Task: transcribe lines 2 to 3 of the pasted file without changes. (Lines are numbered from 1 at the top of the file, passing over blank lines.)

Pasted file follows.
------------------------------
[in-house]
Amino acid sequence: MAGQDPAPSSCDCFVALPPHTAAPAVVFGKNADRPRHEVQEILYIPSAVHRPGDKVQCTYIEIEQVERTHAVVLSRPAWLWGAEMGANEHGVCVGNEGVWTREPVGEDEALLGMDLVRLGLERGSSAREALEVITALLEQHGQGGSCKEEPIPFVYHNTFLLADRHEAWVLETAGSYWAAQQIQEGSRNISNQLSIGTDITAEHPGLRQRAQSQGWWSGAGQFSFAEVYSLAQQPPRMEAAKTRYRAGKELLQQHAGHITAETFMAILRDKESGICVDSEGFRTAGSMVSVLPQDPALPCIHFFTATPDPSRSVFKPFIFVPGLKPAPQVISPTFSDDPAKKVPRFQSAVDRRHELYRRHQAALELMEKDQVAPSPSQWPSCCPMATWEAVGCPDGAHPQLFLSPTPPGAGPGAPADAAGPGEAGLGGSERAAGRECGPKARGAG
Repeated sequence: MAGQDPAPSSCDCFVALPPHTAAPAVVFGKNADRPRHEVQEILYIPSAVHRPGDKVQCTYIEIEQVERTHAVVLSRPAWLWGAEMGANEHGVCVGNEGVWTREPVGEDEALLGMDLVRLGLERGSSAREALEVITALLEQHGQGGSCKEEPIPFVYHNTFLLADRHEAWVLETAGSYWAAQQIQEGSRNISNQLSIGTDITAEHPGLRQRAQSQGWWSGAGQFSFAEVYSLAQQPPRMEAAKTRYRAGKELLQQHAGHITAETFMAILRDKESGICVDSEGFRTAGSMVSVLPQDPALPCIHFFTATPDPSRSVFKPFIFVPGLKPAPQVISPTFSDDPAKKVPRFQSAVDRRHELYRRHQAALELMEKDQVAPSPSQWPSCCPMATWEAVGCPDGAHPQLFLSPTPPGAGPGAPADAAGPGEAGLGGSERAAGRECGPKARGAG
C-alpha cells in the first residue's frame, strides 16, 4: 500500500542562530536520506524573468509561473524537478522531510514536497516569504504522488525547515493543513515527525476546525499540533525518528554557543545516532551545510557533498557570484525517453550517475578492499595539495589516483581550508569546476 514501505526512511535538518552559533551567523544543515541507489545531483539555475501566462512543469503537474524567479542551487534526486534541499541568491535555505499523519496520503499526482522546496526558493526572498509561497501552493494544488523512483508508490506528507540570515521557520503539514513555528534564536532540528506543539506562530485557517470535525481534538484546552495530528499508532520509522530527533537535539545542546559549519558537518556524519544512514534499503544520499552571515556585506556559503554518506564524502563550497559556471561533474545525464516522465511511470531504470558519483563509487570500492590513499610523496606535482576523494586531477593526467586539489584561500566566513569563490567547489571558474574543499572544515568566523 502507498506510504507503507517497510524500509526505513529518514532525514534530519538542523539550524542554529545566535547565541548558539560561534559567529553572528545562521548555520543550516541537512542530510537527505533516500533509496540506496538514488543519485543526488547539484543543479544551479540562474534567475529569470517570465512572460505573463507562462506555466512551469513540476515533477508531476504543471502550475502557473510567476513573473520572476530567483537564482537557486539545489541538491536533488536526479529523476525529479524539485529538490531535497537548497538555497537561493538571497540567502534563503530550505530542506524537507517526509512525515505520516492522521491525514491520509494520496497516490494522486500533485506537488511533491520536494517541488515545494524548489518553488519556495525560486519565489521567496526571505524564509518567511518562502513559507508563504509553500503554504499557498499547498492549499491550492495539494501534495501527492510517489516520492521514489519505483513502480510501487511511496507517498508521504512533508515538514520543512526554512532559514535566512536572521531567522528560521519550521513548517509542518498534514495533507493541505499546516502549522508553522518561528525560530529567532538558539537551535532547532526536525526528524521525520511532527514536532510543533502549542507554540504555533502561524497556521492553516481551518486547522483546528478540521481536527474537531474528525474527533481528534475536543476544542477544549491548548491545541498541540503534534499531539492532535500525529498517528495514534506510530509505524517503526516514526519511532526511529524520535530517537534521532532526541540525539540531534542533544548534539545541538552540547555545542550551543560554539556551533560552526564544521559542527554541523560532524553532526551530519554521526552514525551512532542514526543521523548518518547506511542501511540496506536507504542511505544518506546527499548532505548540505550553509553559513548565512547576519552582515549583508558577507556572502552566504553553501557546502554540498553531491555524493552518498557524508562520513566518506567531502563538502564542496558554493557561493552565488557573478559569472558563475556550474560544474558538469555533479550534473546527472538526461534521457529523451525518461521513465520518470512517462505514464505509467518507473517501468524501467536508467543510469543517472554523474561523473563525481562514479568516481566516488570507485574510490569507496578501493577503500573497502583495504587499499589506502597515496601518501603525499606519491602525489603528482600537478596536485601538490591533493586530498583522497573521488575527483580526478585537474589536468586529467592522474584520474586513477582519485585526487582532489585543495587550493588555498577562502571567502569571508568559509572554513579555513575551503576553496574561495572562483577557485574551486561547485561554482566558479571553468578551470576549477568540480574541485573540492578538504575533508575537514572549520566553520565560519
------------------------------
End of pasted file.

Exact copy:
Amino acid sequence: MAGQDPAPSSCDCFVALPPHTAAPAVVFGKNADRPRHEVQEILYIPSAVHRPGDKVQCTYIEIEQVERTHAVVLSRPAWLWGAEMGANEHGVCVGNEGVWTREPVGEDEALLGMDLVRLGLERGSSAREALEVITALLEQHGQGGSCKEEPIPFVYHNTFLLADRHEAWVLETAGSYWAAQQIQEGSRNISNQLSIGTDITAEHPGLRQRAQSQGWWSGAGQFSFAEVYSLAQQPPRMEAAKTRYRAGKELLQQHAGHITAETFMAILRDKESGICVDSEGFRTAGSMVSVLPQDPALPCIHFFTATPDPSRSVFKPFIFVPGLKPAPQVISPTFSDDPAKKVPRFQSAVDRRHELYRRHQAALELMEKDQVAPSPSQWPSCCPMATWEAVGCPDGAHPQLFLSPTPPGAGPGAPADAAGPGEAGLGGSERAAGRECGPKARGAG
Repeated sequence: MAGQDPAPSSCDCFVALPPHTAAPAVVFGKNADRPRHEVQEILYIPSAVHRPGDKVQCTYIEIEQVERTHAVVLSRPAWLWGAEMGANEHGVCVGNEGVWTREPVGEDEALLGMDLVRLGLERGSSAREALEVITALLEQHGQGGSCKEEPIPFVYHNTFLLADRHEAWVLETAGSYWAAQQIQEGSRNISNQLSIGTDITAEHPGLRQRAQSQGWWSGAGQFSFAEVYSLAQQPPRMEAAKTRYRAGKELLQQHAGHITAETFMAILRDKESGICVDSEGFRTAGSMVSVLPQDPALPCIHFFTATPDPSRSVFKPFIFVPGLKPAPQVISPTFSDDPAKKVPRFQSAVDRRHELYRRHQAALELMEKDQVAPSPSQWPSCCPMATWEAVGCPDGAHPQLFLSPTPPGAGPGAPADAAGPGEAGLGGSERAAGRECGPKARGAG